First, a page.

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Commune and town
Hombori village.jpg
Hombori is located in Mali
Coordinates: 15°16′48″N 1°42′0″W / 15.28000°N 1.70000°W / 15.28000; -1.70000Coordinates: 15°16′48″N 1°42′0″W / 15.28000°N 1.70000°W / 15.28000; -1.70000
Country  Mali
Region Mopti Region
Cercle Douentza
 • Total 2,923 km2 (1,129 sq mi)
Population (2009 census)[1]
 • Total 23,099
 • Density 7.9/km2 (20/sq mi)

Hombori is a small town and rural commune in the Cercle of Douentza in the Mopti Region of Mali. The commune contains 25 villages and in the 2009 census had a population of 23,099. The town lies just to the north of the Hombori Tondo mesa on the R15 highway linking Mopti and Gao.


Nearly all the rainfall occurs between late June and the middle of September.[2] The mean annual rainfall in the period 1950-2007 was 372 mm but there are large year to year variations. The mean air temperature is 30.2°C with the highest monthly average occurring in May (42°C) and the lowest in January (17.1°C). The provision of drinking water in the commune is difficult as there is no continuous aquifer which can be tapped by deep wells.[2]

Sites and fame[edit]

The town is known for its vernacular architecture of rock-built houses with narrow alleyways and tunnels. The area around Hombori features rock formations including the Needles of Gami and is popular for rock climbing. Mount Hombori, Mali's highest point at 1153 meters, is nearby.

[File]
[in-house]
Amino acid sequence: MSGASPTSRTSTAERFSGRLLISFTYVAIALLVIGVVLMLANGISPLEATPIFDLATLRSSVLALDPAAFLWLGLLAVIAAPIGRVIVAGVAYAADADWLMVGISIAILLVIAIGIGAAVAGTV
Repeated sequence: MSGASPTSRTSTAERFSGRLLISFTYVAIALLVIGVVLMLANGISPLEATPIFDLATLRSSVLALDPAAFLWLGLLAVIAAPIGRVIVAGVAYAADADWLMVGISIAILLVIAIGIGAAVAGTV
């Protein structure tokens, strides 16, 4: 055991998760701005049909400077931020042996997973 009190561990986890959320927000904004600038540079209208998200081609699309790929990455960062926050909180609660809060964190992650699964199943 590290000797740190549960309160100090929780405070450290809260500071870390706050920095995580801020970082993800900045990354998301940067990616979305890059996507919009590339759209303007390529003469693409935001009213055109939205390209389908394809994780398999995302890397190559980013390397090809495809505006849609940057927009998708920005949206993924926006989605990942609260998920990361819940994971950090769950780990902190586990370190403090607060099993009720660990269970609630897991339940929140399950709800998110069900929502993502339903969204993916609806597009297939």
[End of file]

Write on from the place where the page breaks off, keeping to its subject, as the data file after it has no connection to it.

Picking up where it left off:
Hombori is an ancient village of the Dogon people; its exact age is unknown. After the invasion of the almoravides in the 16th century, one part of the royal family of Gao established themselves in Hombori. The Songhai, now the majority population, later followed the royal refugees to this area.

Hand der Fatima.jpg

Hombori remains a focus of Songhai Empire traditions but was also a strategic point for the conquest of southern Mali by the Songhai successor states.

Those local villages deeper in the hills (for example Tabi, 30 km away) were never conquered or directly colonised, and retain their traditional cultures.

The Songhai leadership were largely coopted by the French Colonial administration upon their arrival around 1900, while much of the Dogon community fled to nearby mountains, a process that had earlier begun to escape Moorish slave raids.

The religion of the community is Islam by a vast majority. Sufism and Shiism are the dominant belief systems in the area.

Some sequences of Souleymane Cissé's film, Yeelen, were shot in Hombori.


External links[edit]